Browse articles by subject

Sixteen years after the world's worst nuclear accident, Kenneth Noble visits the children who are still suffering as a result.
A remarkable series of courses is helping Taiwanese parents to cope better with their children—and their own lives. Jenny Leung reports:
Karen Elliott Greisdorf examines the role of mentoring in youth and job-training in the USA
Alexander and Natalie Pinchook describe their work with Tsentr Deystvie (CentreAction) to help Belorussians cope with the aftermath of Chernobyl.
An English primary school teacher makes a plea that young children should not be crushed in an academic straightjacket. The writer has asked to remain anonymous.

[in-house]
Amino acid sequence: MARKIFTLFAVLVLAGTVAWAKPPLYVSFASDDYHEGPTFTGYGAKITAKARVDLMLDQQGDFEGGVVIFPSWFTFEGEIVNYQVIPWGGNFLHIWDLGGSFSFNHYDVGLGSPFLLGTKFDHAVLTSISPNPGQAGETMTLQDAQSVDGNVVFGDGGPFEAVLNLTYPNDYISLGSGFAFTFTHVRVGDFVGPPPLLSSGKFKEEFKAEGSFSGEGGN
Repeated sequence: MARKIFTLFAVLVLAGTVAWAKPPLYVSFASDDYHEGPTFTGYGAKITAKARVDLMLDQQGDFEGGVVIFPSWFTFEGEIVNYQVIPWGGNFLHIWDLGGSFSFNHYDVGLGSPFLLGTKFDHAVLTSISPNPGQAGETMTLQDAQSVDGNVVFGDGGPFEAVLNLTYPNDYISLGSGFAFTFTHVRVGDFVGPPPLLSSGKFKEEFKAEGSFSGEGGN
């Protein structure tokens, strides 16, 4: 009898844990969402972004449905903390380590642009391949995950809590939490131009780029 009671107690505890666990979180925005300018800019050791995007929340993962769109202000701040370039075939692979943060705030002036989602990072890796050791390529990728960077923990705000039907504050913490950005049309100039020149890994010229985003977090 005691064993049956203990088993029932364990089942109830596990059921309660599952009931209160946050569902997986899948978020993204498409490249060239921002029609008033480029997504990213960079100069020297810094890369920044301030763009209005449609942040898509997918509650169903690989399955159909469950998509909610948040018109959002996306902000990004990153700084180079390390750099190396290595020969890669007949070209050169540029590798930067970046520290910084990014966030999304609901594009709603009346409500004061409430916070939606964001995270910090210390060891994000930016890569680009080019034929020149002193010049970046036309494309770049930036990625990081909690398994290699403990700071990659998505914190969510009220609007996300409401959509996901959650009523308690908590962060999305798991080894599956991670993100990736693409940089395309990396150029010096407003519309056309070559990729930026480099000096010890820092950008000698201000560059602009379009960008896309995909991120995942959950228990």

In 1988 Rob Parsons gave up his job as a lawyer to help bolster Britain's ailing family life. The founder of Care for the Family talks to Kenneth Noble.
Over the last two decades the Maori people of New Zealand have found new confidence through a movement which runs 'language nests' for pre-school children. Mary Lean visited the headquarters of the Kohanga Reo Trust in Wellington to discover what has happened since we last covered the story in May 1991.
No biterness for husband's muder by a teenager, but call for the government to abandon its neutral stance on family life
I was expecting a baby. My health was not at all good: high blood pressure, nose bleeds, fainting fits, anaemia. My doctor's advice was categorical: I must have an abortion, there was no chance of childbirth.
For long years I nurtured my children and protected them from trouble and suffering. Now that my family have grown up, my protective instinct won't lie down.